Since 2011, the Syrian Civil War has displaced millions of refugees to nations around the world. This 21st century war parallels the struggles of Syrian immigrants who were forced to find refuge from the war draft in the late 19th and early 20th centuries. The New York City Department of Records and Information Services Visitors Center is hosting the temporary exhibit “Little Syria, NY: An Immigrant Community’s Life and Legacy” that links the past and present experiences of Syrian refugees. This immersive and intimate exhibit gives visitors an in-depth history of Syrians in New York City and the U.S. as a whole.

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From 1880 to 1940, an influx of Syrian refugees came from the area known as “Greater Syria.” The area was comprised of a number of modern-day countries including, Lebanon, Palestine, Israel and Jordan. According to the United States Department of Commerce and Labor, the largest wave of refugees arrived between 1899 and 1907, when an estimated 41,404 Syrians emigrated to escape the oppressive reign of the Ottoman Empire. The area in which the refugees settled was known as “Little Syria” in what is now Washington Street in Manhattan.

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The pieces from the exhibit are on loan from the Arab American National Museum in Dearborn, Michigan and are displayed within two rooms at the 31 Chambers Street location. The rooms contain a combination of informative panels and interactive displays that detail important elements of Syrian life, including peddling culture, fashion, music, religion, literature and food. Much of what the Syrian people brought to the U.S. reflected their country and simultaneously combined with American culture.

Abdessamad Kharmaj, the Community Organizer for the New York City Department of Records, says that although they wished to retain some cultural identity, the Syrians were grateful that the U.S. allowed them to have freedom from oppression. The music interactive features a song called ‘America Ya Hilwa,’ which translates to ‘America the Beautiful.’ “It described their feelings,” says Kharmaj. “They were safer in America and free from the draft.”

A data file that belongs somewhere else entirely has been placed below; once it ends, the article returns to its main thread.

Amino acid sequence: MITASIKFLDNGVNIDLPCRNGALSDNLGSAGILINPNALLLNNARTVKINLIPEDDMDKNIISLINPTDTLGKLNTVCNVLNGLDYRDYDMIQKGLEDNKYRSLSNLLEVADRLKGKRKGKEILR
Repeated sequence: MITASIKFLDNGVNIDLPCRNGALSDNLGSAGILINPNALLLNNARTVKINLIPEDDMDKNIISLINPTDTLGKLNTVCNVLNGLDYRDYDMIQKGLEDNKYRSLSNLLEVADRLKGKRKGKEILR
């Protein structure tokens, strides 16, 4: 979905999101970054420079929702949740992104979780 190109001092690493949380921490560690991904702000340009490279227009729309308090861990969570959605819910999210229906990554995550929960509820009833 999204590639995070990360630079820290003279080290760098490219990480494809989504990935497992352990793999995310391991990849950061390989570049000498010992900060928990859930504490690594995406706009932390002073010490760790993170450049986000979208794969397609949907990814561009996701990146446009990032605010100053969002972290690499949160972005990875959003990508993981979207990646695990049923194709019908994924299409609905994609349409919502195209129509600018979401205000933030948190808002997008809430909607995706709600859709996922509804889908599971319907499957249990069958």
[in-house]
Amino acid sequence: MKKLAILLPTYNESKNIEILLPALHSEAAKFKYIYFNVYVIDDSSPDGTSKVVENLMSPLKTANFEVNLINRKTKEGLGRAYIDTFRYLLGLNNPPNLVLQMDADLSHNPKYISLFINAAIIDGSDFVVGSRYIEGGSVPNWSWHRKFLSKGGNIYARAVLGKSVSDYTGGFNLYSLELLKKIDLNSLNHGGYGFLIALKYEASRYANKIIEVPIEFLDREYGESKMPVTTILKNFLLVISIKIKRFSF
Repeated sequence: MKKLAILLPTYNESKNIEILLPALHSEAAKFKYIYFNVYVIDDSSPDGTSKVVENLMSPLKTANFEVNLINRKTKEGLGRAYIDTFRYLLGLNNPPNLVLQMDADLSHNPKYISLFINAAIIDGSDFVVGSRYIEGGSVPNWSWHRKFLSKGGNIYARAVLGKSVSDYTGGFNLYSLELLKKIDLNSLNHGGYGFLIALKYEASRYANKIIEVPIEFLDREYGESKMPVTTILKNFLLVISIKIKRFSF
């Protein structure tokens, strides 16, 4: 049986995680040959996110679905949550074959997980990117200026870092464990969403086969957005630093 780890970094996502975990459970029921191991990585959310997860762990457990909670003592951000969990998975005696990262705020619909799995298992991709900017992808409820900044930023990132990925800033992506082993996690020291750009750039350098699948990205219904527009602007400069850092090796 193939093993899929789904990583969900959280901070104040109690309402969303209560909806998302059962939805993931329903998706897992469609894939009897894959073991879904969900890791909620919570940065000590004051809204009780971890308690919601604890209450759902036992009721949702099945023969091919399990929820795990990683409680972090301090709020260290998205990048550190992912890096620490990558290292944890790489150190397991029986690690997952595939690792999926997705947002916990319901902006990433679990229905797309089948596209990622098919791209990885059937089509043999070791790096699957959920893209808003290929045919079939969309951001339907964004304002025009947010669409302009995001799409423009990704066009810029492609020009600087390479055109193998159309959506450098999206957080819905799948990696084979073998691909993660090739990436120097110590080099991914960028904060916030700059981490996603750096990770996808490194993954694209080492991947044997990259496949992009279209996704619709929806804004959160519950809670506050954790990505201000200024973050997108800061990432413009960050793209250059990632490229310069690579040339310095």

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The Little Syria exhibit also features a photo series of a family of Syrian refugees shot by Michael Appleton, the Chief Photographer for the Mayoral Photography Office. The photos of the Ferdous family give an intimate look inside the lives of a family of six who moved to Brooklyn, New York in 2012 after Abdullah Ferdous refused to join the Syrian army.

Little Syria NY An Immigrant Community's Life and Legacy-Manhattan-NY 4Photo of an original photo by Michael Appleton – Hassan and Souad Ferdous 

Kharmaj says that the exhibit illustrates parallels between what Syrian refugees experienced in the 19th and 20th centuries and what Syrian refugees are experiencing in the modern day. “The exhibit was put here to show that New York City is a city of immigrants,” says Kharmaj. “It gives the chance for everyone to live and prosper and welcomes everyone who wants to come here, whether you’re fleeing from a war zone or looking for a better life.”

Little Syria NY An Immigrant Community's Life and Legacy-Manhattan-NY 5Photo of an original photo by Michael Appleton – Abdullah and Eman Ferdous with their children, Souad and Hassan 

Little Syria, NY is on display from now until September 16 and is free to the public. Find out more on the NYC Department of Records website.

Next, check out Little Syria: Manhattan’s Lost NeighborhoodAmidst War, a Budding Cross-Border Brotherhood between Syria and Lebanon, and 5 Lost Neighborhoods in NYC: Radio Row, Little Syria, San Juan Hill, Five Points. Contact the author @jen_bagcal